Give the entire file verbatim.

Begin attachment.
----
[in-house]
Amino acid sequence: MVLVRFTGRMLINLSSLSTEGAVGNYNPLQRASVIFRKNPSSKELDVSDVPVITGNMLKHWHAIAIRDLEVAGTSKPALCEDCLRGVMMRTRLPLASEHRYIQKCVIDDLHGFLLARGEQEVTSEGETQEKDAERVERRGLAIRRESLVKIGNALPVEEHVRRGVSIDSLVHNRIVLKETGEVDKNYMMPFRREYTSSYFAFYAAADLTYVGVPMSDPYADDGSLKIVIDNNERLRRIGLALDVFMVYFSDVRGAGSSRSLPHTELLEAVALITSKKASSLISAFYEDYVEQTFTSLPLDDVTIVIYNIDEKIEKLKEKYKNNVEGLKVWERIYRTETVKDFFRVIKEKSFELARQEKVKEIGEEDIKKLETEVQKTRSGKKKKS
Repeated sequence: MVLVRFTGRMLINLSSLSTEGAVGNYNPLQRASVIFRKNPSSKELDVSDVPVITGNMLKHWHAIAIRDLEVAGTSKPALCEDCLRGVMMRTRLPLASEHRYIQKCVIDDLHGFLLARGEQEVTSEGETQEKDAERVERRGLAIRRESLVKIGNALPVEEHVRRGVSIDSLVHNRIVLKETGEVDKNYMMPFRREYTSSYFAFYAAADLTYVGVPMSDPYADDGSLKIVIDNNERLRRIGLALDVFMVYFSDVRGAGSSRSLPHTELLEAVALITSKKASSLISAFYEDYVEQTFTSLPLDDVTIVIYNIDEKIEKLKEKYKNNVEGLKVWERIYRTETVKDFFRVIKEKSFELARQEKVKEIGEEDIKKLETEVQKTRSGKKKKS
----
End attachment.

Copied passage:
[in-house]
Amino acid sequence: MVLVRFTGRMLINLSSLSTEGAVGNYNPLQRASVIFRKNPSSKELDVSDVPVITGNMLKHWHAIAIRDLEVAGTSKPALCEDCLRGVMMRTRLPLASEHRYIQKCVIDDLHGFLLARGEQEVTSEGETQEKDAERVERRGLAIRRESLVKIGNALPVEEHVRRGVSIDSLVHNRIVLKETGEVDKNYMMPFRREYTSSYFAFYAAADLTYVGVPMSDPYADDGSLKIVIDNNERLRRIGLALDVFMVYFSDVRGAGSSRSLPHTELLEAVALITSKKASSLISAFYEDYVEQTFTSLPLDDVTIVIYNIDEKIEKLKEKYKNNVEGLKVWERIYRTETVKDFFRVIKEKSFELARQEKVKEIGEEDIKKLETEVQKTRSGKKKKS
Repeated sequence: MVLVRFTGRMLINLSSLSTEGAVGNYNPLQRASVIFRKNPSSKELDVSDVPVITGNMLKHWHAIAIRDLEVAGTSKPALCEDCLRGVMMRTRLPLASEHRYIQKCVIDDLHGFLLARGEQEVTSEGETQEKDAERVERRGLAIRRESLVKIGNALPVEEHVRRGVSIDSLVHNRIVLKETGEVDKNYMMPFRREYTSSYFAFYAAADLTYVGVPMSDPYADDGSLKIVIDNNERLRRIGLALDVFMVYFSDVRGAGSSRSLPHTELLEAVALITSKKASSLISAFYEDYVEQTFTSLPLDDVTIVIYNIDEKIEKLKEKYKNNVEGLKVWERIYRTETVKDFFRVIKEKSFELARQEKVKEIGEEDIKKLETEVQKTRSGKKKKS